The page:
Not the Sangria

Alone at a sidewalk cafe at midnight
Plaza de Colon
Madrid, Spain

The waiter slips me another sangria. I haven't asked for it; it's a gift. The first has gone to my head. I shouldn't drink another. I really should go. But I close my hand around the glass, staying a little longer in this outdoor cafe across the boulevard from my hotel, far away from palaces and tourists and the famous nightlife of Madrid.

A polished baby grand piano is inches from my table. A slim man in black with a face younger than his grey brillo mane is playing a Spanish tune. Nearby, quietly dignified, an ancient woman with a sienna wash in her hair is singing along. All around me are older women, alone, dressed in their best, here to sip and sway late into the summer night.

Sophisticates dressed in Prada and Armani air kiss each other in greeting then sit at the table near mine. I am caught watching them and I quickly look away. Spaniards stare; I can't get used to this. When I look back, she is so very casually still staring at me. With sangria bravada, I try to stare her down: I lose. I smile into my glass, looking once again away.

The chatter volume rises. Good lord, the piano player is now playing "Feelings." It seems so wrong. The air is filled with words I don't quite understand, a Spanish ensalada of alphabet sounds, and all I hear in my head are the lyrics of this lounge lizard standard.

A young couple hops off long skateboards and waits to be seated, ordering coca-colas. Just beyond them, a costumed man gilded like a dandy Goldfinger sets down a tip jar, steps up on a box and freezes, miming a statue of Don Quixote.

A man, leather-skinned with a limp arm in a scarf sash, drops in a coin for Goldfinger Don Quixote, then walks into the cafe. He points, asking to sit at a tiny table with his back to the music, then orders a beer, drinking it with his strong arm, setting it down harder than he has to. A woman, big-boned, red-headed, green earrings dangling, takes the table by him facing the music and orders ice cream. The waiter says something to them both as he brings the ice cream; they laugh. When he leaves, they keep talking in side glances as they sip and sup, their body language the language of strangers.

My waiter swishes by on his way to the table of ladies past me, twirling his full serving platter, a balancing act; take one beer off, turn to keep the others from falling, take another, turn, another. Another. Another. He twirls, it seems, just because he wants to. Then suddenly, he stops. His free hand whisks a woman's purse off the back of her chair and places it in her lap with a rush of words and a sweeping gesture toward the dark. We have been cautioned, here in Madrid, that pickpockets are among us. An epidemic. Gypsies, they say. Or Russians. I've seen one only a few hours ago. Diversion, screams, running urchins, police from nowhere. Tonight, here in the cafe, as I take another sip of the sangria, I remember to check my pockets and purse yet again, slower now as the sangria settles.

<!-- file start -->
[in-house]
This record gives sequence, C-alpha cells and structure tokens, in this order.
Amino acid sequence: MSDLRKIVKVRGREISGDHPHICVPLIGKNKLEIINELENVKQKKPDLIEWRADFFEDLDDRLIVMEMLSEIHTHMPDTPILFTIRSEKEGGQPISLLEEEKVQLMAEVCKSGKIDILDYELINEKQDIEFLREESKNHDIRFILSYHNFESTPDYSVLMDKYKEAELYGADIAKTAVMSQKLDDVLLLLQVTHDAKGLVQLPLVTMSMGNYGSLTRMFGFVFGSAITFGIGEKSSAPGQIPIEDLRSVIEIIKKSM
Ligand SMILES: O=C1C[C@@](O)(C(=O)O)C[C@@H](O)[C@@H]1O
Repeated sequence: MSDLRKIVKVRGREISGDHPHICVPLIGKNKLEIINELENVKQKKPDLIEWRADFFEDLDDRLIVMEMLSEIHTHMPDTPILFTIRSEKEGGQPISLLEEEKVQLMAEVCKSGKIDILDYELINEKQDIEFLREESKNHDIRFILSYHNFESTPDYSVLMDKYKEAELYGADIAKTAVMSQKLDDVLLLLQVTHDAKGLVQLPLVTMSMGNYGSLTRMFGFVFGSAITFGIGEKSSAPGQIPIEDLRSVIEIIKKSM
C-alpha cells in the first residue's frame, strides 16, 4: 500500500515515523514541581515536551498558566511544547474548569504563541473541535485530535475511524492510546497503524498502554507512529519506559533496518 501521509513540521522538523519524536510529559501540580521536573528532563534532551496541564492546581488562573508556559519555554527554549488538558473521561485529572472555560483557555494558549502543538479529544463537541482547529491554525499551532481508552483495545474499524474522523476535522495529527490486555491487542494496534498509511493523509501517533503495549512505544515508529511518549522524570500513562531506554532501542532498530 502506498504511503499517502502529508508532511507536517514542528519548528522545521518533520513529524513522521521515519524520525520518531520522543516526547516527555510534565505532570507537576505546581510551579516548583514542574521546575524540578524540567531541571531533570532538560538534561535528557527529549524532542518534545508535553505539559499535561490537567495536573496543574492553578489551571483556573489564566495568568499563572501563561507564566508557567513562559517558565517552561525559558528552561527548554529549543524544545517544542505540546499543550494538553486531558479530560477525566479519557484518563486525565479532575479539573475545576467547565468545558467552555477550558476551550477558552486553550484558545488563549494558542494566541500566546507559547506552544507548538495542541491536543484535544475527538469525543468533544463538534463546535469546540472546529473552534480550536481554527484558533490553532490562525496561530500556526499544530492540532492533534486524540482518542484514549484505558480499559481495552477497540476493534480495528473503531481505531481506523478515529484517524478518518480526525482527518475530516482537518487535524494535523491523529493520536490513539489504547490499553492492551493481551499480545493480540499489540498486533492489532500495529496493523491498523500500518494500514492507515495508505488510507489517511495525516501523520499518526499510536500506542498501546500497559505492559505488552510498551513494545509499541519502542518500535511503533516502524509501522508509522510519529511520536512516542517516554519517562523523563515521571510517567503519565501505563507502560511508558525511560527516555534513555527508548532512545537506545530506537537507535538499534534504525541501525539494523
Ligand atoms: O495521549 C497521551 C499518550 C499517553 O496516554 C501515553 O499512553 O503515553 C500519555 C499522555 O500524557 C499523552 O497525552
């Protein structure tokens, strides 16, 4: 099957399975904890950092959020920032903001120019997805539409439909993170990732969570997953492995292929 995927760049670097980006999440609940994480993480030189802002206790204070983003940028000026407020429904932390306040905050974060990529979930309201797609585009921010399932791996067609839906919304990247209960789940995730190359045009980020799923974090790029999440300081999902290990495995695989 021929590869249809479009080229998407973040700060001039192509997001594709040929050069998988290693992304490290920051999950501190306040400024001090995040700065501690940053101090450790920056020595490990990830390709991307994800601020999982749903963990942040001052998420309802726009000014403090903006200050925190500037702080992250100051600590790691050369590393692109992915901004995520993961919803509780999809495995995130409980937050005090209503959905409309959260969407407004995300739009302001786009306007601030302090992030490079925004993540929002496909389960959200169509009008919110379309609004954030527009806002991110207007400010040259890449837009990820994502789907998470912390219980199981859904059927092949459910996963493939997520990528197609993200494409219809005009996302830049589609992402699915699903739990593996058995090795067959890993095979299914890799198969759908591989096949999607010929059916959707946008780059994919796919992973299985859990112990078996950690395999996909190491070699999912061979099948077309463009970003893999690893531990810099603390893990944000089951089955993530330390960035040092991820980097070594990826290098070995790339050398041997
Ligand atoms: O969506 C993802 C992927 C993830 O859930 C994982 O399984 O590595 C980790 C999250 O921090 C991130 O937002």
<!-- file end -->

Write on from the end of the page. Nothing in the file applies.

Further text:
I feel a breeze. The women at the table beside me have all opened their hand-fans with a dozen flicks of their wrists and are fanning the breeze in time with the piano player's new tune, "Guantanamero."

"Yo soy un hombre sincero..."

It is the only Spanish I have understood all day. Perhaps because I don't want to, I am thinking as the sangria warms me.

There is something strangely stirring about not being in the world of their world of words. This should feel wrong, bad, disquieting. Lonely. Instead, I feel connected in a whole other way. I recognize it, welcome it. It's almost spiritual, this feeling of quiet flow. The world is big; I am small. I'm unknown here, oddly free and easy.

The piano player, dear god, is now playing Billy Joel. "The Piano Man."

"Man, what are you doing here?" he sings.

What am I doing here? Why do people like me go anywhere we don't "belong?" Why do we wrangle passports and hurdle airport lines, suffer bone-jarring long flights, and hazard the goodwill of cultures not our own?

Tonight, I think I know. I am here because I need, sometimes, to be outside words, outside language, outside myself.

The old, old woman sitting ringside near the piano gets up to go. The waiters know her, one taking her arm and escorting her to the sidewalk's "door." She pauses there, smiling as he bows to her, then she slips slowly into the dark.

Finished with their cokes, the skateboard couple passes, brushing my blouse. Out on the sidewalk, on the edge of the cafe's glow, they set their skateboards side by side, step upon them, and then facing forward arm in arm, roll into the dark, gliding by a watching Don Quixote.

I check my bag again, and resist the impulse to check the time. Then taking another soft sip, I lean back in my chair, staying just a little longer in the flow of the sangria gift's warm red glow.

Back home, back in my world of words, I'll have tales to tell of pickpockets and palaces. And when mine aren't dazzling enough, I'll tell other people's stories, running with the bulls, street brawls with streetwalkers: The expected. The exciting.

But this moment, this is for me.

Is it the sangria?

Perhaps. But no matter. No matter at all.